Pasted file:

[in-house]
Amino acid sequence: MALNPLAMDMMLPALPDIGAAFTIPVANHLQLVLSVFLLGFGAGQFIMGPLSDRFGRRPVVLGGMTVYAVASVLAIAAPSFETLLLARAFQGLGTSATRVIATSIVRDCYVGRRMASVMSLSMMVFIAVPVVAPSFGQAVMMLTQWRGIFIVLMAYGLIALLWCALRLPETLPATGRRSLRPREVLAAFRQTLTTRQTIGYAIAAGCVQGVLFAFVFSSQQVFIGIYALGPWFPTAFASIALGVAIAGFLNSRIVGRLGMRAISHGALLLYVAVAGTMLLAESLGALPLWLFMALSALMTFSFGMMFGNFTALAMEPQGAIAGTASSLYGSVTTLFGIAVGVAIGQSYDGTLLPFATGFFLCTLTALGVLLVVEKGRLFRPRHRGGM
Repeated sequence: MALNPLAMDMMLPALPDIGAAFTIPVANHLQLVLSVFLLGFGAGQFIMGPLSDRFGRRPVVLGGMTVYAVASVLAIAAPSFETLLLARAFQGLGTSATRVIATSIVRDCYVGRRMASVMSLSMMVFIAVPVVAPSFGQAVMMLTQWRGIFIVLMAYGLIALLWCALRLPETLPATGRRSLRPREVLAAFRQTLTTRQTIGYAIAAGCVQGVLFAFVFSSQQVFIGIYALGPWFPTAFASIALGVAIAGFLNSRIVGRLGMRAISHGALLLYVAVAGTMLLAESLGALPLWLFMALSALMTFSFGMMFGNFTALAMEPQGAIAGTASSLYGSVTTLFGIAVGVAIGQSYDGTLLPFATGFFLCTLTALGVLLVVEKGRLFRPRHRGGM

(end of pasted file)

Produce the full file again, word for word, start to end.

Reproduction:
[in-house]
Amino acid sequence: MALNPLAMDMMLPALPDIGAAFTIPVANHLQLVLSVFLLGFGAGQFIMGPLSDRFGRRPVVLGGMTVYAVASVLAIAAPSFETLLLARAFQGLGTSATRVIATSIVRDCYVGRRMASVMSLSMMVFIAVPVVAPSFGQAVMMLTQWRGIFIVLMAYGLIALLWCALRLPETLPATGRRSLRPREVLAAFRQTLTTRQTIGYAIAAGCVQGVLFAFVFSSQQVFIGIYALGPWFPTAFASIALGVAIAGFLNSRIVGRLGMRAISHGALLLYVAVAGTMLLAESLGALPLWLFMALSALMTFSFGMMFGNFTALAMEPQGAIAGTASSLYGSVTTLFGIAVGVAIGQSYDGTLLPFATGFFLCTLTALGVLLVVEKGRLFRPRHRGGM
Repeated sequence: MALNPLAMDMMLPALPDIGAAFTIPVANHLQLVLSVFLLGFGAGQFIMGPLSDRFGRRPVVLGGMTVYAVASVLAIAAPSFETLLLARAFQGLGTSATRVIATSIVRDCYVGRRMASVMSLSMMVFIAVPVVAPSFGQAVMMLTQWRGIFIVLMAYGLIALLWCALRLPETLPATGRRSLRPREVLAAFRQTLTTRQTIGYAIAAGCVQGVLFAFVFSSQQVFIGIYALGPWFPTAFASIALGVAIAGFLNSRIVGRLGMRAISHGALLLYVAVAGTMLLAESLGALPLWLFMALSALMTFSFGMMFGNFTALAMEPQGAIAGTASSLYGSVTTLFGIAVGVAIGQSYDGTLLPFATGFFLCTLTALGVLLVVEKGRLFRPRHRGGM